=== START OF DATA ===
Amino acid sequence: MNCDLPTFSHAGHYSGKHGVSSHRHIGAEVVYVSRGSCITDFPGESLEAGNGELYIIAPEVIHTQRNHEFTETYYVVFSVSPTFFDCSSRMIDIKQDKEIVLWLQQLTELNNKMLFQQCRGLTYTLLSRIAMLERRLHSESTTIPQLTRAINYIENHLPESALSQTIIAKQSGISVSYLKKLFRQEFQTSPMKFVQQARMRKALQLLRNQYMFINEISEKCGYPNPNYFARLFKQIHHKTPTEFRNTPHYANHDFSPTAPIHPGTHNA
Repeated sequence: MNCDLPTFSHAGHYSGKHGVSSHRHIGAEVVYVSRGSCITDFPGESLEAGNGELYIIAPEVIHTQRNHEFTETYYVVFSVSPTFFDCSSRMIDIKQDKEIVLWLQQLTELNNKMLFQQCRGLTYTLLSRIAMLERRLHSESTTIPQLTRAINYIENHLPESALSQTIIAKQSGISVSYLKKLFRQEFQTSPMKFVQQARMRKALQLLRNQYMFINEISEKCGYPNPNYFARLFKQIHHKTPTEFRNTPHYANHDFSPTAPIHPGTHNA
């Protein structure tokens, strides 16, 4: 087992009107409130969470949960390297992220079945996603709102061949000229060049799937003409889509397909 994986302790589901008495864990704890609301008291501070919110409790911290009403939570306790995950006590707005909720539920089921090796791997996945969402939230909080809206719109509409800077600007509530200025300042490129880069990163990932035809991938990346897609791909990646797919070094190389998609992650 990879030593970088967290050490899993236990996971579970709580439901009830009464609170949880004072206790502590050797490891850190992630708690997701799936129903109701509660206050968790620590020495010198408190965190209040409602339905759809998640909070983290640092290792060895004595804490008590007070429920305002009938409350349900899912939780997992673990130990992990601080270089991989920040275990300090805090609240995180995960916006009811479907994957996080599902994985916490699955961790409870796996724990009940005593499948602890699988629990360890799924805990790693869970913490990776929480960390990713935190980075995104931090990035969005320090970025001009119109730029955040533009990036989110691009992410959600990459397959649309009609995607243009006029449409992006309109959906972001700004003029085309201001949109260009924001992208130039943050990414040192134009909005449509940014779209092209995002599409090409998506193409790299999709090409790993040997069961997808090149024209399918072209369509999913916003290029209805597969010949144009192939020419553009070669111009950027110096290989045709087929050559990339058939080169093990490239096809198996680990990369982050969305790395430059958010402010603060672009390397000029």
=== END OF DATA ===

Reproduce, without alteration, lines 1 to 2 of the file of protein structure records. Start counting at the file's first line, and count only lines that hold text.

Amino acid sequence: MNCDLPTFSHAGHYSGKHGVSSHRHIGAEVVYVSRGSCITDFPGESLEAGNGELYIIAPEVIHTQRNHEFTETYYVVFSVSPTFFDCSSRMIDIKQDKEIVLWLQQLTELNNKMLFQQCRGLTYTLLSRIAMLERRLHSESTTIPQLTRAINYIENHLPESALSQTIIAKQSGISVSYLKKLFRQEFQTSPMKFVQQARMRKALQLLRNQYMFINEISEKCGYPNPNYFARLFKQIHHKTPTEFRNTPHYANHDFSPTAPIHPGTHNA
Repeated sequence: MNCDLPTFSHAGHYSGKHGVSSHRHIGAEVVYVSRGSCITDFPGESLEAGNGELYIIAPEVIHTQRNHEFTETYYVVFSVSPTFFDCSSRMIDIKQDKEIVLWLQQLTELNNKMLFQQCRGLTYTLLSRIAMLERRLHSESTTIPQLTRAINYIENHLPESALSQTIIAKQSGISVSYLKKLFRQEFQTSPMKFVQQARMRKALQLLRNQYMFINEISEKCGYPNPNYFARLFKQIHHKTPTEFRNTPHYANHDFSPTAPIHPGTHNA